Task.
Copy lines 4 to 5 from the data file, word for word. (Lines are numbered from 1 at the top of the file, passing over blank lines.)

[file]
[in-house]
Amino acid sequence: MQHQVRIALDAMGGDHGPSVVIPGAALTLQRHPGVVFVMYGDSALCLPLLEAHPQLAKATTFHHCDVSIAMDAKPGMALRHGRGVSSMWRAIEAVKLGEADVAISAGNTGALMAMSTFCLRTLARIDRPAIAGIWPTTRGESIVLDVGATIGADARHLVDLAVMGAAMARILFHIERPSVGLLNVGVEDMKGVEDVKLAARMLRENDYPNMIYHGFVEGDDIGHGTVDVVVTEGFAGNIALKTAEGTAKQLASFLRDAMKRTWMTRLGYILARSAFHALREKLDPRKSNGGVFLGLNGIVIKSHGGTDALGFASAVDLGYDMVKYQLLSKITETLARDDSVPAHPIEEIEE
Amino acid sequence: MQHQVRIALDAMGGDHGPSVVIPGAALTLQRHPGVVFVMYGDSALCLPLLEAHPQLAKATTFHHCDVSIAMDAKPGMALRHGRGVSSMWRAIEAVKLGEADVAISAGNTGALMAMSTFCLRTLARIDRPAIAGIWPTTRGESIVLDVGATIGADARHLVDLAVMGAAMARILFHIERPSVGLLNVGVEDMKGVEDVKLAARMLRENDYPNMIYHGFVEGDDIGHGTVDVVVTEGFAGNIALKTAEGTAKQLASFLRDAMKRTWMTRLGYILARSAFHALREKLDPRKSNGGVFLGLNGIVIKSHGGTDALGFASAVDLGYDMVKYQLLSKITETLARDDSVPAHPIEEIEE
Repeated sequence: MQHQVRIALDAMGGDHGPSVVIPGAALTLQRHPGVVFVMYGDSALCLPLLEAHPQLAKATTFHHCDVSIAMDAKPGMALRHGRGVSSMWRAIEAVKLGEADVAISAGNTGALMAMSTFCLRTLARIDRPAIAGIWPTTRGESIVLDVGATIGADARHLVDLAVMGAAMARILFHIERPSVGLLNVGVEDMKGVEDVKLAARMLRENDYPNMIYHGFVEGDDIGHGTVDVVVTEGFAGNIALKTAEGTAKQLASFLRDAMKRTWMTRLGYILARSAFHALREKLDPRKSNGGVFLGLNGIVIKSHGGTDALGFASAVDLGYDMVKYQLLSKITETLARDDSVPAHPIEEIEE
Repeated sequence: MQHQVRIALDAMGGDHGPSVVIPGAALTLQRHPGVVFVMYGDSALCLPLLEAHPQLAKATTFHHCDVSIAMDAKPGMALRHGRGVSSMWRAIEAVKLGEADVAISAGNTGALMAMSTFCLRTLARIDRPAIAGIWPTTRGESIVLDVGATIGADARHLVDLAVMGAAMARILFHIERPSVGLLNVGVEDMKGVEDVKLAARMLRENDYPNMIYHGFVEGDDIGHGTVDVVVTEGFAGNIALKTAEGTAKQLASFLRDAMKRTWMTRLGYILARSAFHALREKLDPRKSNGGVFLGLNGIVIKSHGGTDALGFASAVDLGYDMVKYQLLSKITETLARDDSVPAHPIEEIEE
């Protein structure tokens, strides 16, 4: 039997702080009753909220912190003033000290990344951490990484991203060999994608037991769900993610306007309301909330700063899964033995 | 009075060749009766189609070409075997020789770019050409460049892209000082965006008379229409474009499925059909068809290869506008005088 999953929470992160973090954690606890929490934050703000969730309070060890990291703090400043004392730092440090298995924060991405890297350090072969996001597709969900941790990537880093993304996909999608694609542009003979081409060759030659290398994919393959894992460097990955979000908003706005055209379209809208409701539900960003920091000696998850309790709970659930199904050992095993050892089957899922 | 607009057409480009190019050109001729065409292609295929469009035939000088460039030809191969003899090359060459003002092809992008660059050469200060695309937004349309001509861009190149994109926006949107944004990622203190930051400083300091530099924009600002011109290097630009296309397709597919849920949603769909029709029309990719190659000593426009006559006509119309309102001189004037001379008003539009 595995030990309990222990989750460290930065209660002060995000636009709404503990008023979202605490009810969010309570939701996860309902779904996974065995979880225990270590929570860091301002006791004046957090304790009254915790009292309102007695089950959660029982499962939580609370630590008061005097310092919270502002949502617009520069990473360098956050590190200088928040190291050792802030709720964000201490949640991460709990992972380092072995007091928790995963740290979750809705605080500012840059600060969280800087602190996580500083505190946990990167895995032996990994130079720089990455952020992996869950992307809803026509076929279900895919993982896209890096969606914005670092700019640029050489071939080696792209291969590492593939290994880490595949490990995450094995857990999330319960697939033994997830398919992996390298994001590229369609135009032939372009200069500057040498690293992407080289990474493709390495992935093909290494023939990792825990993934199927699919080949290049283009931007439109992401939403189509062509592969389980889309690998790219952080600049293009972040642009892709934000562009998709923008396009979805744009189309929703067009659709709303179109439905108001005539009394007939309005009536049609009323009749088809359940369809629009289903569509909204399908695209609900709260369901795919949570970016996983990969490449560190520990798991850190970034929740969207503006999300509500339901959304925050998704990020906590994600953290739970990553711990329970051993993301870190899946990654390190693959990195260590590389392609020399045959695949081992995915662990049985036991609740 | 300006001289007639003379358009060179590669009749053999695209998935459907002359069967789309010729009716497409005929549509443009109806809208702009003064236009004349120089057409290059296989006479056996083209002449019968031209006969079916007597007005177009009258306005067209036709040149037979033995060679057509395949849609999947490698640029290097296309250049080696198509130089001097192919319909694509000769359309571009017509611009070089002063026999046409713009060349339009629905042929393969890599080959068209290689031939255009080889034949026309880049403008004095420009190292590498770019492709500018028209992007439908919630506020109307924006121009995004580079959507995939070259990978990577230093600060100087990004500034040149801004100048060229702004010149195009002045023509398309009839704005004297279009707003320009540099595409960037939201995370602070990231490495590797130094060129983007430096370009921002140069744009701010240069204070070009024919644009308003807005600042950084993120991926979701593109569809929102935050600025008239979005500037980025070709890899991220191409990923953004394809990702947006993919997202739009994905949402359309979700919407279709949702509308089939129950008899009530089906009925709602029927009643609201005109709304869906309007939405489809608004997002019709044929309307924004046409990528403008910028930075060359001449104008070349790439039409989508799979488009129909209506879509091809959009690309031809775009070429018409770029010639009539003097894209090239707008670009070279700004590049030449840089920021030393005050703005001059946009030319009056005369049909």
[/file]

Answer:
Repeated sequence: MQHQVRIALDAMGGDHGPSVVIPGAALTLQRHPGVVFVMYGDSALCLPLLEAHPQLAKATTFHHCDVSIAMDAKPGMALRHGRGVSSMWRAIEAVKLGEADVAISAGNTGALMAMSTFCLRTLARIDRPAIAGIWPTTRGESIVLDVGATIGADARHLVDLAVMGAAMARILFHIERPSVGLLNVGVEDMKGVEDVKLAARMLRENDYPNMIYHGFVEGDDIGHGTVDVVVTEGFAGNIALKTAEGTAKQLASFLRDAMKRTWMTRLGYILARSAFHALREKLDPRKSNGGVFLGLNGIVIKSHGGTDALGFASAVDLGYDMVKYQLLSKITETLARDDSVPAHPIEEIEE
Repeated sequence: MQHQVRIALDAMGGDHGPSVVIPGAALTLQRHPGVVFVMYGDSALCLPLLEAHPQLAKATTFHHCDVSIAMDAKPGMALRHGRGVSSMWRAIEAVKLGEADVAISAGNTGALMAMSTFCLRTLARIDRPAIAGIWPTTRGESIVLDVGATIGADARHLVDLAVMGAAMARILFHIERPSVGLLNVGVEDMKGVEDVKLAARMLRENDYPNMIYHGFVEGDDIGHGTVDVVVTEGFAGNIALKTAEGTAKQLASFLRDAMKRTWMTRLGYILARSAFHALREKLDPRKSNGGVFLGLNGIVIKSHGGTDALGFASAVDLGYDMVKYQLLSKITETLARDDSVPAHPIEEIEE